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Highlights From SCVS 2024

Op-Med is a collection of original articles contributed by Doximity members.

SCVS usually kicks off the year of conferences for me. It’s always a nice one to ease into because it tends to be smaller and trainee friendly. The venue is typically an attraction for a late winter getaway. Last year, the conference was held in the chaos of Ultra Music Festival in Miami, but still with excellent beach weather. This year, we descended on Scottsdale, Arizona, a mere two-hour drive from the mystical red rocks of Sedona.

The strategic yearly timing of SCVS serves my purposes well, wedged right in that gray space between winter and spring when a several-day reprieve in the desert from Queens seemed the only thing that could maintain my sanity. Arizona did not disappoint. The broad, languid highways and polite chatter amongst strangers contrasted with the usual shoulder-clenching anxiety and sharp elbows of New York City. It brought me back to my fellowship years in Minneapolis where I enjoyed my time, but still yearned for the lack of “otherness” in someone’s eyes when I was seen in the East Coast. 

By the time I moved to New York, the pandemic was past its zenith, but the city was still in a sort of eerie cryogenic sleep. I didn’t know what I thought would happen, but the city never truly came back. If we’re honest, the world never truly came back. It is now four years later, and yet we are still reeling from its effects of isolation and entropy. 

On the one hand, we have stopped believing in infrastructure. The pandemic showed us that the efficient infrastructure of society that we had all been bustling to maintain was, in fact, not entirely necessary. We did “mediocre” for a while to make do, and in its prolonged acceptance, it really stuck. On the other hand, many people experienced a decrease in a variety of sensory stimulation, which in its whiplash of clarity, helped reveal the willful negligence of our collective mental health in the white-knuckled pursuit of material success. 

I will be the first to fully admit that surgery still brings to mind the old boys’ club with its preservation of a patriarchal hierarchy, but this year’s conference showed signs that we are making an effort to evolve with our times. This year’s program included two presentations on generative AI and its ability to provide accurate disease process information, one a multi-institutional study and one from NYU. This only skims the surface of what will be a long journey integrating machine consciousness into our profession, though it does begin to highlight that whatever your opinion, the future is here and we must prepare.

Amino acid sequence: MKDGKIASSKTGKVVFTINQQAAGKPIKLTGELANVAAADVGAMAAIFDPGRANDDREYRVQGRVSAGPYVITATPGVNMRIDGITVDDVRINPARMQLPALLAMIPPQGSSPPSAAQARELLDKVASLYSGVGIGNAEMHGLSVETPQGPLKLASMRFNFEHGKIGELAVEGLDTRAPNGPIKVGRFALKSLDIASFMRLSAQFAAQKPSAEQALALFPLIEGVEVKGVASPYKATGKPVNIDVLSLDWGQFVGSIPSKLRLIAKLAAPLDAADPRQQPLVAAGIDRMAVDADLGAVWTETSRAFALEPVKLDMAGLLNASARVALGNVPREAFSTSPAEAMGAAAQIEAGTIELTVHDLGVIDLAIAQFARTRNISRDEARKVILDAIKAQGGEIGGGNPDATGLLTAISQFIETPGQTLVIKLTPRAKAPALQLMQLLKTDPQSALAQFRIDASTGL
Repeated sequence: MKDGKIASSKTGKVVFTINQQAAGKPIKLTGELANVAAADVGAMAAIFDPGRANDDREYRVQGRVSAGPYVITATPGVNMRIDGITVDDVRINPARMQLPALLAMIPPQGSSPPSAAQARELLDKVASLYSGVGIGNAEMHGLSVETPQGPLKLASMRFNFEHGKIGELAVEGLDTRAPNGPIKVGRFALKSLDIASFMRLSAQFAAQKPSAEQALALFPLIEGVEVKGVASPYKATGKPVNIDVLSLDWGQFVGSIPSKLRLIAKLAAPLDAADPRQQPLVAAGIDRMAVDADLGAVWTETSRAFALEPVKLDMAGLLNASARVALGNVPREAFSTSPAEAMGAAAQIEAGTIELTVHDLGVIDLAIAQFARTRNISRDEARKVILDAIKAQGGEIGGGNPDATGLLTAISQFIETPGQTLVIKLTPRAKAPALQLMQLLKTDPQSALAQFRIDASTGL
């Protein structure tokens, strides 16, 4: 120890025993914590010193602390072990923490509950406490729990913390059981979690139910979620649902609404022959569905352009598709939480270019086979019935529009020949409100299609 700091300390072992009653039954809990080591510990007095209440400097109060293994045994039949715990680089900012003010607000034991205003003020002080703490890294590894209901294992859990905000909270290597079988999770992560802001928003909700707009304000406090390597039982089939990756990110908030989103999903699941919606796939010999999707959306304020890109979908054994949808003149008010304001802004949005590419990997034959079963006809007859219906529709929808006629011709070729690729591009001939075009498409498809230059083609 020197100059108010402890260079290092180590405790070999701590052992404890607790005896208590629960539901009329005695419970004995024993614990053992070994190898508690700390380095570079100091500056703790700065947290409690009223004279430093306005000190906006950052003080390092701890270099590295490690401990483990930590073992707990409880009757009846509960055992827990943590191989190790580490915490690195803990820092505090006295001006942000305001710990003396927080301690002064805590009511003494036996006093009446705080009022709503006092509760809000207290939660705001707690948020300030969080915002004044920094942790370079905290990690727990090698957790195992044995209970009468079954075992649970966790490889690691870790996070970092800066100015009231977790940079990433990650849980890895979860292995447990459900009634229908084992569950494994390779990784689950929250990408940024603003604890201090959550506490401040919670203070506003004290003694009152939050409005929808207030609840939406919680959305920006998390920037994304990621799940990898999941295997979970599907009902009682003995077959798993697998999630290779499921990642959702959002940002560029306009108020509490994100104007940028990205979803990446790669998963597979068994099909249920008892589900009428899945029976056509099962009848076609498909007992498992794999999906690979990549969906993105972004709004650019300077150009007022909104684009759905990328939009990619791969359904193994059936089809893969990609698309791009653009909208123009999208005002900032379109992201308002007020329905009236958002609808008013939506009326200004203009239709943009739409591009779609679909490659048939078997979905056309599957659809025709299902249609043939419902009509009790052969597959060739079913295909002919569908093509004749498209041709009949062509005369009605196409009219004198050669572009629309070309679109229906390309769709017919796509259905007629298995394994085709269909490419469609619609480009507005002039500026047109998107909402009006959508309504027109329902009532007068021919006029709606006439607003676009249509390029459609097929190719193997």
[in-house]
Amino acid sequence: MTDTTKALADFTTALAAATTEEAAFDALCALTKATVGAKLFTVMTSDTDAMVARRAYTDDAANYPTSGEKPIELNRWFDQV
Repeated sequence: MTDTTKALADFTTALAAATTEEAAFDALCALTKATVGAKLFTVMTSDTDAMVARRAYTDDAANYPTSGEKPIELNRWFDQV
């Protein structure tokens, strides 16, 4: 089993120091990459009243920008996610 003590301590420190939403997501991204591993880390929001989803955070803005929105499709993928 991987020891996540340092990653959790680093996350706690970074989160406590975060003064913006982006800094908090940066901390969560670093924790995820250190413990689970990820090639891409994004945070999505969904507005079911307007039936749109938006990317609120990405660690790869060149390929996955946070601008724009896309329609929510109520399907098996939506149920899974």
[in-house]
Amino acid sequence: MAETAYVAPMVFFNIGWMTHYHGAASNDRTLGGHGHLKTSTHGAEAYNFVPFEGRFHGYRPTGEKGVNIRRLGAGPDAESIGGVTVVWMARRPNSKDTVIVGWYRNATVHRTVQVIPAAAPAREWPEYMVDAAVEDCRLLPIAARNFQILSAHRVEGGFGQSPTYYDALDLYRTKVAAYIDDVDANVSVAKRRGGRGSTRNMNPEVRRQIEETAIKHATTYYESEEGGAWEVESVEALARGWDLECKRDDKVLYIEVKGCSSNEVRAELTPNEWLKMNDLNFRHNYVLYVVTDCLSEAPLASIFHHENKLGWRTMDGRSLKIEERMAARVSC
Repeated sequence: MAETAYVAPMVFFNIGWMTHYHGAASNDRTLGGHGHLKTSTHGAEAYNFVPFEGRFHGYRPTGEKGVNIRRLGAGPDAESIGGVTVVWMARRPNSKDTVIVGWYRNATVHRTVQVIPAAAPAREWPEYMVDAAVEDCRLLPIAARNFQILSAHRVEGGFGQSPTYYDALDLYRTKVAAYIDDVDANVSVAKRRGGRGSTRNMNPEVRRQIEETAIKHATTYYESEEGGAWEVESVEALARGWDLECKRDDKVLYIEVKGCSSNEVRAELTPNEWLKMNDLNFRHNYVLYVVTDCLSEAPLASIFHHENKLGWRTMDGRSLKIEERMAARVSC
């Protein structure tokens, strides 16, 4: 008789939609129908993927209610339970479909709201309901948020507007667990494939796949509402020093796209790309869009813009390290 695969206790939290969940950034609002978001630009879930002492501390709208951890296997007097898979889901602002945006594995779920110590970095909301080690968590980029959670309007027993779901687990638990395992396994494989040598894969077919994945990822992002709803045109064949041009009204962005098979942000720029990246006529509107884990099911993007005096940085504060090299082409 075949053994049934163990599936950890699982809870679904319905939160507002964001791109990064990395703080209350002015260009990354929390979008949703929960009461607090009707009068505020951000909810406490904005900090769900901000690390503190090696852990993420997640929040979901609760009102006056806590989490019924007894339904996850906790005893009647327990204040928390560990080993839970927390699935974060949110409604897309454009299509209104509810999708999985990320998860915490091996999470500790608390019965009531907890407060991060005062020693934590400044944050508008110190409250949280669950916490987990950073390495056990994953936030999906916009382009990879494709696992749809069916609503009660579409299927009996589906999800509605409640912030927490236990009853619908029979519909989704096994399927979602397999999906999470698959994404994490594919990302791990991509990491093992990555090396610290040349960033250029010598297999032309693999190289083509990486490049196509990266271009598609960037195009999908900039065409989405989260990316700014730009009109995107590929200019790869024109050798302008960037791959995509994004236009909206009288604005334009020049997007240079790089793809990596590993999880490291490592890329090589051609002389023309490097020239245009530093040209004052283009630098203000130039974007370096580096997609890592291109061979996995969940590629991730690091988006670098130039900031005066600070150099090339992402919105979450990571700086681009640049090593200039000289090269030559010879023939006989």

Although seemingly directly opposed, other sessions dealt with the psychological, legal, and professional fallout of complications, something that was sorely missing from training when I was a resident. The trainees I attended with were particularly drawn, which to me demonstrates our increased awareness and normalization of a human psyche vulnerable to trauma. Crisis management is no longer taboo, but openly discussed in a nonpunitive and constructive fashion. I suppose we’ve all had enough; the physician suicide ideation rate is double that of the general public, according to the Medscape Physician Suicide Report in 2023, with younger physicians being disproportionately affected. 

There is no denying that we are rapidly entering times to grapple with definitions of consciousness, life, autonomy, privacy, and humanity. We will undergo the murky work of figuring out where we fit into health care optimally as human beings and where we can appropriately offset less compassionate duties to machines. We will take on the responsibility of training these machines how to perform in a clinically appropriate fashion. Our role is changing, and in this world of constant technological evolution, we must pivot to meet the needs of burned out physicians and their exhausted patients.

We are facing a precipice now with the opportunity to turn the broken health care system around. With AI and introspection, we as physicians may be able to take back our profession into the hands of those who provide it. After all, I have never been able to break scrub in the middle of a case and place the instruments in an administrator’s hands, but I’m sure AI will be keeping books sooner than it performs a carotid endarterectomy independently.

If SCVS is any indication, this is going to be quite a year. I encourage us all to keep an open mind and stay involved with these advancements. We have a responsibility as entities of human consciousness to responsibly feed machines with accurate medical knowledge for the prevention of harmful misinformation. Ultimately, most surgeons would agree that only we should be making these decisions with our patients, but our knowledge should be democratized in its most basic form. 

Was SCVS relaxing? Yes, but also exciting. The vascular surgery community is buzzing with what’s to come. I can’t wait for VAM.

Dr. Jing Li is a vascular surgeon at NewYork-Presbyterian Queens.

Image by DrAfter123 / GettyImages

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